Nvidia Researchers Introduces A Modular Primitive To Provide High-Performance Primitive Operations For Rasterization-Based Differentiable Rendering

Differentiable rendering is a novel field that helps to calculate the gradients of 3D objects and allows them to get propagated through images without 3D data collection and annotation. Rendering in computer graphics generates 3D scenes defined by geometry, materials, scene lights, and camera properties. Rendering is a complex process. Its differentiation cannot be uniquely defined; thus, a straightforward integration into neural networks is impossible. Differentiable rendering (DR) constitutes a family of techniques that tackle such integration for end-to-end optimization by obtaining useful gradients of the rendering process.

Nvidia and Aalto University introduce a modular primitive to provide high-performance primitive operations for rasterization-based differentiable rendering. The proposed modular primitive uses highly optimized hardware graphics pipelines to deliver better performance than previous differentiable rendering systems.

Significant highlights of the proposed approach are as follows:

  • Efficiency: It helps in rendering the 3D scenes efficiently that are complex in terms of geometric detail, occlusion, and appearance in high resolution.
  • Minimalism: It easily combines and works compatibly with the existing modern automatic differentiation (AD) frameworks such as PyTorch and TensorFlow.
  • Freedom: It has the liberty to support arbitrary user-specified shading and arbitrary parameterizations of the input geometry. It does not commit to specific forms.
  • Quality: It supports texture filtering operations with the required mipmap levels generated internally, without making any assumptions about texture content.

Fig: It shows the comparison between different differentiable rendering systems. Scalability is surface tessellation and image resolution performance, Flexibility to random shading support, and Antialiasing to geometric edge smoothing. Occlusion suggests that covered surfaces won’t affect the resulting image, and Gradients regards the gradients’ correctness in the rendered image, and GI denotes global illumination.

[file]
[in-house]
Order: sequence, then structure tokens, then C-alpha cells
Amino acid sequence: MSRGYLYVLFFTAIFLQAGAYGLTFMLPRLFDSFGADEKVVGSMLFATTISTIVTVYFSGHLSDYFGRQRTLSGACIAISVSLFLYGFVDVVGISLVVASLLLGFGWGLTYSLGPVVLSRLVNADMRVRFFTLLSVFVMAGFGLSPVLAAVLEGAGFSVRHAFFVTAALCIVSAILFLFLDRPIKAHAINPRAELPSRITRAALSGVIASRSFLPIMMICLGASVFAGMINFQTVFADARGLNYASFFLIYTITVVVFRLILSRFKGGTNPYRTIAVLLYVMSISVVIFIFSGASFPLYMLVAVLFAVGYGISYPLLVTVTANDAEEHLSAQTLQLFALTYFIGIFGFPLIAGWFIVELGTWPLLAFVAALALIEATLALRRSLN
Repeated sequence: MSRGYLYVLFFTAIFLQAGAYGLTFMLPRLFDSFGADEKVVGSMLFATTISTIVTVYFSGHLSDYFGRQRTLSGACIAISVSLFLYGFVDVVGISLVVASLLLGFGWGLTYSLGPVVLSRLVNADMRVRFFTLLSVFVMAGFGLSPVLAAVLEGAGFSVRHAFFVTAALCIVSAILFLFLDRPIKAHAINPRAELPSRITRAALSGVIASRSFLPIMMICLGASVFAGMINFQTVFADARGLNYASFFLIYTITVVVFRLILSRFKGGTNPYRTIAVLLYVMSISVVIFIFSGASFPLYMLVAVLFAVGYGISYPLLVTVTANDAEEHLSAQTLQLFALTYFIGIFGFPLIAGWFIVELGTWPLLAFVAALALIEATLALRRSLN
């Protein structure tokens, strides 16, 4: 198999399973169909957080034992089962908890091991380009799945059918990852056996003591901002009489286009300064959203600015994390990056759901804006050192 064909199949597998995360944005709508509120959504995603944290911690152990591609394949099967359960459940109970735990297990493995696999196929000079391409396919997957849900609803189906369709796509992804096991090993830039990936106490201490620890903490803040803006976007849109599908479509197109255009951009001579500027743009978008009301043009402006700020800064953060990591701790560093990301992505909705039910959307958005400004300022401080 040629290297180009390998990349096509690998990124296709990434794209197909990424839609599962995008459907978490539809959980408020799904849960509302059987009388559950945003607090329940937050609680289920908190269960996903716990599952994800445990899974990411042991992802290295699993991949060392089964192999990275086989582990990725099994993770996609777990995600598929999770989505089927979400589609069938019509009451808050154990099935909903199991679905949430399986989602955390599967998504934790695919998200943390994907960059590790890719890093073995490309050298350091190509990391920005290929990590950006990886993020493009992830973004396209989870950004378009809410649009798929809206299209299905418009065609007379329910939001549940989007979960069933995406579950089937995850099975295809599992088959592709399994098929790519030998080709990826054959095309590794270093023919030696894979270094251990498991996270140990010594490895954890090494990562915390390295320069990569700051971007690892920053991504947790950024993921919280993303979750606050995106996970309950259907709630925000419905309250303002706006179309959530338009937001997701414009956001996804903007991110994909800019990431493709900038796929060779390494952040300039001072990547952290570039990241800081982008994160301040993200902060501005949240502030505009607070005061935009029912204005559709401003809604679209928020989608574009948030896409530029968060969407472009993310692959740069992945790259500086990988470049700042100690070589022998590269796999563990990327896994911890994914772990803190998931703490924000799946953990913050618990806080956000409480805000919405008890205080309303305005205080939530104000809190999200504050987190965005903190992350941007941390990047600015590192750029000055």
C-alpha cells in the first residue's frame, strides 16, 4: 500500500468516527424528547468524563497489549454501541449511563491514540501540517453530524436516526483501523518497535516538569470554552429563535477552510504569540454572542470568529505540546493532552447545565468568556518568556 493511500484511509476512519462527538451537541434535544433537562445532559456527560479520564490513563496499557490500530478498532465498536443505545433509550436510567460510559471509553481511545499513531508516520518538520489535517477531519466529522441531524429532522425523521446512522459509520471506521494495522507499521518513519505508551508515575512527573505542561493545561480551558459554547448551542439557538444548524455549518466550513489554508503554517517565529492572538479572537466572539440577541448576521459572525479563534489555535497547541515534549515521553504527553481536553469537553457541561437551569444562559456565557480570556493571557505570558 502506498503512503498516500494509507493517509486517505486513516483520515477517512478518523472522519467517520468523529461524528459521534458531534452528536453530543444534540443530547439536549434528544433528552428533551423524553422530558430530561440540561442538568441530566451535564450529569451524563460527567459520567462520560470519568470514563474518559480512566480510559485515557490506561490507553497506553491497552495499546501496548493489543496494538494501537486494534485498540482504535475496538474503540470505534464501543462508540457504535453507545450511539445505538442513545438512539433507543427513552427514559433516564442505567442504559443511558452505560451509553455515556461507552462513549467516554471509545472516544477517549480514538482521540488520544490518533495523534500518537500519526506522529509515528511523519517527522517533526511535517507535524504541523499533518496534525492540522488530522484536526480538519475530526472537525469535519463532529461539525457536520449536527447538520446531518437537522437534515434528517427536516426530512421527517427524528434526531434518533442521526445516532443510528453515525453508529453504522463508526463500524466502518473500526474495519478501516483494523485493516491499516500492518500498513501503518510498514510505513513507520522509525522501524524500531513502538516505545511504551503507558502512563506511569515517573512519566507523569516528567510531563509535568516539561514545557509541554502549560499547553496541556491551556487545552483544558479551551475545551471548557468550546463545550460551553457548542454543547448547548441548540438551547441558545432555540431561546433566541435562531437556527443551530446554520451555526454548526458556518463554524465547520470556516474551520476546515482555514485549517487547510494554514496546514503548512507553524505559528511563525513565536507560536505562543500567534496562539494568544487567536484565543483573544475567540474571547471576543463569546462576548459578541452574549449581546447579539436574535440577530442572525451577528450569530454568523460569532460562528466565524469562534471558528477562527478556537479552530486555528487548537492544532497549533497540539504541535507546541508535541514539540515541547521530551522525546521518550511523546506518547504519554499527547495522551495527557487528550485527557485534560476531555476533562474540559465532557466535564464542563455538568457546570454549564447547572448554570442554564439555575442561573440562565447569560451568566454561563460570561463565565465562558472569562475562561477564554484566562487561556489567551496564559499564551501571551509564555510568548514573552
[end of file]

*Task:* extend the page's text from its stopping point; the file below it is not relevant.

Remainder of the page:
The proposed differentiable rendering systems provide custom, high-performance implementations such as 

  • Rasterizing (converting an image from a vector graphic format into a series of pixels, dots, or lines together making up the desired shape)
  • Large numbers of triangles
  • Attribute interpolation 
  • Filtered texture lookups
  • User-programmable shading 
  • Geometry processing

Fig: A simple differentiable rendering pipeline with the above-mentioned primitive operations highlighted in red.Texturing gives a per-pixel texture coordinate vector, retrieves a value from a surface then places it in the output.

To evaluate the proposed method’s performance, meshes of varying triangle counts were selected from the ShapeNet database. Those were then rendered using both the proposed method and two benchmarks (Soft Rasterizer and PyTorch3D) at multiple resolutions. As a result of the experiments, the proposed method showed that it requires much less rendering and gradient time than others. Also, it offered better scalability. 


Fig: Comparison showed in terms of rendering, gradient times, and speedup factors

Paper: https://arxiv.org/pdf/2011.03277.pdf


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